Made, born, raised in New York City. Received an MFA in Creative Writing from the University of Michigan. Before that, attended Brown University and Stuyvesant High School, where English teacher Frank McCourt became my mentor and is largely to blame for my being a writer. Since I keep getting queries from schools using my work in speech contests: Yes, I was born after 1960. I don’t put my exact birthday on the Internet for reasons of security.
My books, Undress Me in the Temple of Heaven, Hypocrite in a Pouffy White Dress, and Kiss My Tiara plus two novels, The Ice Cream Queen of Orchard Street and the forthcoming Donna Has Left the Building, have so far been translated into a dozen languages. In addition, I have contributed to numerous anthologies, worked as journalist, and written for The New York Times, The Los Angeles Times, Ms., The Daily Beast, Real Simple, Washington City Paper, Us magazine among others. In my first full-time job as a reporter, I won a New York Press Association Award for features written on assignment in Poland.
My short fiction has appeared in Story, Ploughshares, Beloit Fiction Journal, Virginia Quarterly Review, and the Greensboro Review, which awarded my work its 1998 Literary Award for short fiction.
TELEVISION: Appearances twice on “The Today Show” for promotion of books, as well as on ABC World News; Good Morning NY; WGN-America; WCAU-TV “The 10!” in Philadelphia; “AM Northwest” on ABC in Portland, OR; NBC affiliates in New Haven & Seattle; “Connie Martinson Talks Books”;“The Iyanla Show”; “Men are from Mars, Women are from Venus.”
RADIO: Commentator for National Public Radio. Until 2010, co-hosted “Bookmark,” a monthly book show on World Radio Switzerland. Guest on dozens of radio shows across U.S. and Australia, including WNYC’s “Leonard Lopate Show,” WGN in Chicago, Pacifica Radio in Berkeley, ABC Radio Australia “Breakfast Club,” ABC Radio National “Life Matters,” ABC Canberra “Sunday Brunch.” I love to do radio, even though I cannot stand to hear my own voice on my answering machine.
FUN FACT: To research my first novel, “The Ice Cream Queen of Orchard Street” I worked at a Carvel Ice Cream store in Massapequa, Long Island for two days and took a gelato-making course at the Carpigiani Gelato University in Bologna, Italy. I am also founder of the Susan Jane Gilman Institute of Advanced Gelato Studies, whose research is extensive and ongoing.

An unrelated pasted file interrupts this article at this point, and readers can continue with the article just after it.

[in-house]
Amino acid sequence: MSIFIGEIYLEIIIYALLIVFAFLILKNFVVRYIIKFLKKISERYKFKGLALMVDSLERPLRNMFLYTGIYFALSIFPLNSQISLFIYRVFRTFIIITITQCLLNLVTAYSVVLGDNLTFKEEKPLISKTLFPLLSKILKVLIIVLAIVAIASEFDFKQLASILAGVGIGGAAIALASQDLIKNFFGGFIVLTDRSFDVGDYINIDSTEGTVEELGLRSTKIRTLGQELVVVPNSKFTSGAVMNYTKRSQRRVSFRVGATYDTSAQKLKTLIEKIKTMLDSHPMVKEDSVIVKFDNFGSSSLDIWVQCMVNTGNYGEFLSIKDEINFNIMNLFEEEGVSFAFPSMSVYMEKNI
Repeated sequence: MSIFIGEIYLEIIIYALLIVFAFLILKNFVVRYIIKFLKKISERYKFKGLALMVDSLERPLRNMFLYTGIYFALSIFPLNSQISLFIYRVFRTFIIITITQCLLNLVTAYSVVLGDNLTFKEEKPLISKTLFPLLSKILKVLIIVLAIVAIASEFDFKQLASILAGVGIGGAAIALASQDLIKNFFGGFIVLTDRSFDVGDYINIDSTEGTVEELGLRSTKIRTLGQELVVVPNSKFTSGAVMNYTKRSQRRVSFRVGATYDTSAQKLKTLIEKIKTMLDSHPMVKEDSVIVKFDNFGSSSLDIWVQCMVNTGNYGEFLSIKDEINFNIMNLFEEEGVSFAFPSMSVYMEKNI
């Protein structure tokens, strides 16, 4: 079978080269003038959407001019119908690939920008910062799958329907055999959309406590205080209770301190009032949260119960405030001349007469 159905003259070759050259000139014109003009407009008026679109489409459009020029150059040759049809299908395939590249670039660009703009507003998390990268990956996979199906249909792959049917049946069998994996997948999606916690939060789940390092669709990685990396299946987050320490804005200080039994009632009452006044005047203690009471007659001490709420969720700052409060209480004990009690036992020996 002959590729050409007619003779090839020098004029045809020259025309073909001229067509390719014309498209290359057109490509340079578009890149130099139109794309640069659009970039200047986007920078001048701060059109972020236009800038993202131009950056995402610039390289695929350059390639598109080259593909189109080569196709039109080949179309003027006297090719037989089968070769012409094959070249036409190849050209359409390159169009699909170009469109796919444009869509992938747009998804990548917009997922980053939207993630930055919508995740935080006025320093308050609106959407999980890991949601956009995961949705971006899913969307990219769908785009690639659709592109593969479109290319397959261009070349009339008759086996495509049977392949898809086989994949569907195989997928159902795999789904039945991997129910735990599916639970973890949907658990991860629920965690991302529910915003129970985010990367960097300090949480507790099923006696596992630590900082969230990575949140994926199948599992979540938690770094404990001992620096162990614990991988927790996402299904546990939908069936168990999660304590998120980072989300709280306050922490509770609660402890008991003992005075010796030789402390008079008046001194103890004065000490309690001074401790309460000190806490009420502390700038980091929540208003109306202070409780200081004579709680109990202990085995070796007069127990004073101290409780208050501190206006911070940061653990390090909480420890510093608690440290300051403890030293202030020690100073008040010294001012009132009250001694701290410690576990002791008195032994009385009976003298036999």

NOT-SO-FUN FACT: Inspiration for my second novel, “Donna Has Left the Building,” came out of volunteer work I’ve been doing at the Eleonas Refugee Camp in Athens, Greece. Recently, I had the honor to write a forward for a cookbook, Recipes Welcome, compiled by residents of the camp from fourteen different countries, featuring the delicious and easy-to-make recipes they’ve carried with them from around the globe. All proceeds from the cookbook benefit the camp, and it can be purchased by clicking on the title above. So far, it is only available via Amazon.
FUNNY BUT… I never set out to write books that made people laugh. My main love has always been literary fiction. However, even with my darkest work, people would always tell me that parts of it were funny. This annoyed me because I aspired to be an American Dostoevsky with Breasts.
Yet when I was living in Washington DC, I took a writers’ workshop at the Bethesda Writers’ Center. The first story I submitted was a heartbreaking tale of a man’s addiction, which impressed the class. The second was an absurd story about mistaken identity full of Jews, Rastafarians, lesbians, and dental hygienists. To my great irritation, the class liked this one infinitely more. After class, a man pulled me aside. “I have to tell you,” he said. “My wife has been battling breast cancer. I read her your story last night, and it was the first time in two years she really laughed. You’ve got a gift. Please don’t ignore it. Not everyone can make a sick woman laugh in her hospital bed.” That’s when I finally saw the merit in my own, lurking smart-ass and stopped fighting it.